Free agent Ramon Foster thrust into spotlight
When the Steelers signed Ramon Foster as an undrafted free agent, he was viewed as an offensive line project with a nice upside.
When Foster beat out Doug Legursky to became the backup left guard to start the season, he was no longer viewed as a long-term project because his promotion meant he was only one play away from replacing starter Chris Kemoeatu.
Foster makes his NFL debut as a starter Sunday night against the Baltimore Ravens because Kemoeatu is sidelined with sprained medial collateral ligament (MCL) in his left knee.
For Foster, who replaced Kemoeatu during last week's loss at Kansas City, having a week to prepare for his first starting assignment should boost his confidence level.
"This week is a little bit different,'' said Foster, who primarily started at right tackle at Tennessee. "Now you get a little more time to prepare and get into the mindset of knowing you're going to play for sure instead of coming off the sideline.
"I didn't even know he (Kemoeatu) was coming out for an injury. I thought he was going to come out for a play and go back in.''
Foster follows in a long line of Steelers' offensive linemen who weren't highly touted entering the draft, as there are no first- or second-round picks along the line in the starting lineup.
Left tackle Max Starks, who plays next to Foster on the line, said Foster is a quick study who pays attention to detail and is always prepared.
"Ramon's fine. He understands that this is a business. First and foremost, you have to take care of your job and your responsibility. He's willing to make adjustments and learn how to be a better player,'' Starks said.
"I played with him in the preseason. He's been doing a great job. That's why he got the backup role immediately from week one because he shows a lot of promise, and he knows what he's doing out there. It's going to be a good test for him, but you have to go in there with confidence, and I think he has that.''
Foster said there's no time for nervousness because he understands what's at stake for the 6-4 Steelers, who seek their third consecutive regular-season win over the 5-5 Ravens as both teams vie for a postseason berth.
While he acknowledges Baltimore's traditionally strong defense, Foster feels good about his ability to adapt to a starting unit that has improved from last season.
"I've just got to stay humble and make sure I'm on the same page with those guys,'' he said. "They've been playing together for over two years, this same unit. I've got to make sure I know my assignments and do everything up to their standard.''
Foster is well aware that he is replacing Kemoeatu, who has developed into one of the league's top run blockers.
At 6-foot-5, Foster is two inches taller than Kemoeatu and has longer arms, which could help him in pass blocking situations against the Ravens.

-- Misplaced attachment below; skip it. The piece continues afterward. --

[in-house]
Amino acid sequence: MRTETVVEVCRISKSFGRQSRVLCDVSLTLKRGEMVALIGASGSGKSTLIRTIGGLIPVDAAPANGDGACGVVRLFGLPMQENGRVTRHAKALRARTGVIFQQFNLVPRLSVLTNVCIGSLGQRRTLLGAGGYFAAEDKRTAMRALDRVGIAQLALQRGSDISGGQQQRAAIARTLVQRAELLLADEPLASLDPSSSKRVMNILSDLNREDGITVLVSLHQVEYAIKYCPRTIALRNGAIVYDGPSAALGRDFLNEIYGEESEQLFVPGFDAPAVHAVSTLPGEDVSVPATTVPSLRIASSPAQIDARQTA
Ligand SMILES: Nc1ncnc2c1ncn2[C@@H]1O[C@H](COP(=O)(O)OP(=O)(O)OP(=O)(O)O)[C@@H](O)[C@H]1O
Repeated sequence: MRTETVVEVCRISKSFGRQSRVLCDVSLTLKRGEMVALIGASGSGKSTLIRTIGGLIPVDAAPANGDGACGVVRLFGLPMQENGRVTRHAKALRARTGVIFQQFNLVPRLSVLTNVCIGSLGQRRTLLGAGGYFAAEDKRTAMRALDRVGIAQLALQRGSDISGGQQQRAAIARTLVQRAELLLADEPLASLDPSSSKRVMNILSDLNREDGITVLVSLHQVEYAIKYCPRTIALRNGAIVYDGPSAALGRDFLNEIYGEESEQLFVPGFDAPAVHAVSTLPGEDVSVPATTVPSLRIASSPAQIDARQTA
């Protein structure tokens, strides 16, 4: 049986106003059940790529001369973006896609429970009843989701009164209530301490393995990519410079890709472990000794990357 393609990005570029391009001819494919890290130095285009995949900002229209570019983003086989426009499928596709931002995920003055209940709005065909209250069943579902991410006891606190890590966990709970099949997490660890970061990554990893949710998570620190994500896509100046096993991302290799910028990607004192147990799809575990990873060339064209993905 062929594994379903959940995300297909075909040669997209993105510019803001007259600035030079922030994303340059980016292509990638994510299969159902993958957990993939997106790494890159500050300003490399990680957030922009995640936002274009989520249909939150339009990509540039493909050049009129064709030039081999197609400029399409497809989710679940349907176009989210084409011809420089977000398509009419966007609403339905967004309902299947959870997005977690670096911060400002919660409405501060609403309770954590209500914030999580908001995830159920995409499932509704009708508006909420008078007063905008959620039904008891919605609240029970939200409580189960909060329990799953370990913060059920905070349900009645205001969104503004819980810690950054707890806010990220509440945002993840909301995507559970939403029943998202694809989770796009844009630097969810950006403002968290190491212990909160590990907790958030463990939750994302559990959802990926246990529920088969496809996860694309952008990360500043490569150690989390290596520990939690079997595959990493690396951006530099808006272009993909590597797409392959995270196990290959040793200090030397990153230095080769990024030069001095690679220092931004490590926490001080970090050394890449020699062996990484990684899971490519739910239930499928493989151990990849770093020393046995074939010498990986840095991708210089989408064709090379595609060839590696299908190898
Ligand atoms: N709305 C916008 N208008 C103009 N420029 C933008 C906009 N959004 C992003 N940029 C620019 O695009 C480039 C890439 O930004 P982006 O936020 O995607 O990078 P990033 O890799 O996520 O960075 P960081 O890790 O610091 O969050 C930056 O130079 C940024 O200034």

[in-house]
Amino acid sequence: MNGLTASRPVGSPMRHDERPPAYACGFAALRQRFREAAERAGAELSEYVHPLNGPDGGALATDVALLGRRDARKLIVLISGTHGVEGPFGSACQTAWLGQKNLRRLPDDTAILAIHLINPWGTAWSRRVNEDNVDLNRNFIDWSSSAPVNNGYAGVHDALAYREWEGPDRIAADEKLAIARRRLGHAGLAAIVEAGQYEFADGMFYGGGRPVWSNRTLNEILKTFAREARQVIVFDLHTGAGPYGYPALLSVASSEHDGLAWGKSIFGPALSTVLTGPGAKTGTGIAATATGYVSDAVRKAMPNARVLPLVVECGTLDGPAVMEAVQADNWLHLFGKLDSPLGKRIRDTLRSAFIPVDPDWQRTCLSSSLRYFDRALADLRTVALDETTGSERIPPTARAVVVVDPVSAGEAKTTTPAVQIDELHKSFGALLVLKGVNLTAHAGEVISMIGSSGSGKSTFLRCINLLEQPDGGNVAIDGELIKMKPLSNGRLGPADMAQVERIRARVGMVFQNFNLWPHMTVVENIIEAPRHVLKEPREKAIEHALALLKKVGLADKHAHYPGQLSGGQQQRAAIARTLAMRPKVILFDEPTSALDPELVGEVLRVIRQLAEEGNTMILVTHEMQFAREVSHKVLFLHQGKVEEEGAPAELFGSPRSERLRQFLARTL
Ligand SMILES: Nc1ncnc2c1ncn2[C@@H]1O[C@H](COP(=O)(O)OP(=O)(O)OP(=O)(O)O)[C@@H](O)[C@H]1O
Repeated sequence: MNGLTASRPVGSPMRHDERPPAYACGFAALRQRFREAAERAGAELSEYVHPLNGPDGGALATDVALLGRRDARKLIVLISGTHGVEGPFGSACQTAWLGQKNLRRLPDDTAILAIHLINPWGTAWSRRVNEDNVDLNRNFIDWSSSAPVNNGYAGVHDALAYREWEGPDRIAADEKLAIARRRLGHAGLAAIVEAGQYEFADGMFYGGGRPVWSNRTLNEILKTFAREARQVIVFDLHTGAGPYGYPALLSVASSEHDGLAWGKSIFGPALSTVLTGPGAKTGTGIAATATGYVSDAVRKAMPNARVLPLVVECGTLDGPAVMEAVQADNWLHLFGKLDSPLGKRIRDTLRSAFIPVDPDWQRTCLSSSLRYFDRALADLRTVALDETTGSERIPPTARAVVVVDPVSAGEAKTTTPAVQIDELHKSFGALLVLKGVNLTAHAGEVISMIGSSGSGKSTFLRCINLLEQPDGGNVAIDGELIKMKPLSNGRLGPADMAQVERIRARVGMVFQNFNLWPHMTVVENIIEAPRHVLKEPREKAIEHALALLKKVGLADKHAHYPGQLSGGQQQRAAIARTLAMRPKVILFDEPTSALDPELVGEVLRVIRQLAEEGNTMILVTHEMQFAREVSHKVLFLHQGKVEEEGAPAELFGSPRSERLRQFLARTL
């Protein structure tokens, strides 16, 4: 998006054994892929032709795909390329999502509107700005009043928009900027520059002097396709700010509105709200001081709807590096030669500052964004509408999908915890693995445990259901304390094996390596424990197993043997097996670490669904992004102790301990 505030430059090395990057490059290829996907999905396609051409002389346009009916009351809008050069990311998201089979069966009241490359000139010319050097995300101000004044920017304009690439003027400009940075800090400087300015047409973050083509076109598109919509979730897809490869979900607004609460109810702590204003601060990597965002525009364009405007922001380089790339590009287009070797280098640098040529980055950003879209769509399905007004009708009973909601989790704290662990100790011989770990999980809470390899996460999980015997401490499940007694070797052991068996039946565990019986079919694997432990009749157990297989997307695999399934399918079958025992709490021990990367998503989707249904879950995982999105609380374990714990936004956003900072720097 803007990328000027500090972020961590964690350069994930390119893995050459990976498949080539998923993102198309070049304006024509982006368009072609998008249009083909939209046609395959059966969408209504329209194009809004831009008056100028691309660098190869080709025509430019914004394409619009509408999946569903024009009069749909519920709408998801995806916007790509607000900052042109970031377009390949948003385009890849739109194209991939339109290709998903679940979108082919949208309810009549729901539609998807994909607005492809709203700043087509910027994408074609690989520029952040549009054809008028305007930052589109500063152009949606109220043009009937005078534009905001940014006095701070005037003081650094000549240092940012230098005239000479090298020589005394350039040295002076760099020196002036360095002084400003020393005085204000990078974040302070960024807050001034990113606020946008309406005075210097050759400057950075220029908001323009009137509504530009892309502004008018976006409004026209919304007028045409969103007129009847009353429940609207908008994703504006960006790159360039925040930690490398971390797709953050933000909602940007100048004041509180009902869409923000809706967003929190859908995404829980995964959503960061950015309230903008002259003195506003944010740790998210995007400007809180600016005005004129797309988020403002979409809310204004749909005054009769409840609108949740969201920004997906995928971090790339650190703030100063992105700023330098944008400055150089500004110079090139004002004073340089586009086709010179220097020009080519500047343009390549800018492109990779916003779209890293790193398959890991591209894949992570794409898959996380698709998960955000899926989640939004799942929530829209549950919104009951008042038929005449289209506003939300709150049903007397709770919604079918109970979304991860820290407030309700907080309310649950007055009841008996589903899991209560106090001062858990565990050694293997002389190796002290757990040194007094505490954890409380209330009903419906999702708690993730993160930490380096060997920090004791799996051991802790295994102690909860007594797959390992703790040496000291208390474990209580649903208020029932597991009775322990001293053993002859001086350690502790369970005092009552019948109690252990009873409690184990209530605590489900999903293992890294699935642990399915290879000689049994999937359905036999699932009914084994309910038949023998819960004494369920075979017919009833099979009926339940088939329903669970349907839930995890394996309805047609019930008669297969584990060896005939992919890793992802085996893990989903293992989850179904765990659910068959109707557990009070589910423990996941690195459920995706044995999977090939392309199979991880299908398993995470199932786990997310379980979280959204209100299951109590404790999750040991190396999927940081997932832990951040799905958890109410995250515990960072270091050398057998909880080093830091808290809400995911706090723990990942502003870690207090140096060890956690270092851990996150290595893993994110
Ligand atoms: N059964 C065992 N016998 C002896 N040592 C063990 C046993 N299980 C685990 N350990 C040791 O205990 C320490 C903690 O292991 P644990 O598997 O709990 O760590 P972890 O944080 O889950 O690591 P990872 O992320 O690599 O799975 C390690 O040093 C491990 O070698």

"Chris is a guy that can do it all,'' Foster said. "I've watched him and seen him do stuff, and I try to (mimic) him.''
Show commenting policy
TribLive commenting policy
You are solely responsible for your comments and by using TribLive.com you agree to our Terms of Service.
We moderate comments. Our goal is to provide substantive commentary for a general readership. By screening submissions, we provide a space where readers can share intelligent and informed commentary that enhances the quality of our news and information.
While most comments will be posted if they are on-topic and not abusive, moderating decisions are subjective. We will make them as carefully and consistently as we can. Because of the volume of reader comments, we cannot review individual moderation decisions with readers.
We value thoughtful comments representing a range of views that make their point quickly and politely. We make an effort to protect discussions from repeated comments either by the same reader or different readers.
We follow the same standards for taste as the daily newspaper. A few things we won't tolerate: personal attacks, obscenity, vulgarity, profanity (including expletives and letters followed by dashes), commercial promotion, impersonations, incoherence, proselytizing and SHOUTING. Don't include URLs to Web sites.
We do not edit comments. They are either approved or deleted. We reserve the right to edit a comment that is quoted or excerpted in an article. In this case, we may fix spelling and punctuation.
We welcome strong opinions and criticism of our work, but we don't want comments to become bogged down with discussions of our policies and we will moderate accordingly.
We appreciate it when readers and people quoted in articles or blog posts point out errors of fact or emphasis and will investigate all assertions. But these suggestions should be sent via e-mail. To avoid distracting other readers, we won't publish comments that suggest a correction. Instead, corrections will be made in a blog post or in an article.
- Steelers are banking on linebackers to improve strength of defense
- Kaboly: Steelers fill biggest needs by drafting defensive players
- Penn State tight end James, a South Allegheny grad, goes to Steelers in 5th round
- Steelers focus on defense on final day of NFL Draft
- Steelers draft WR from Auburn in 3rd round
- Steelers notebook: Harrison will play fewer snaps this season
- Rossi: Steelers’ need also was a pass rusher
- Steelers get their corner with Mississippi’s Golson
- Steelers mock drafts: Beat writers give their picks
- Steelers take Kentucky OLB Dupree with 1st-round pick in draft
- Steelers introduce No. 1 pick Dupree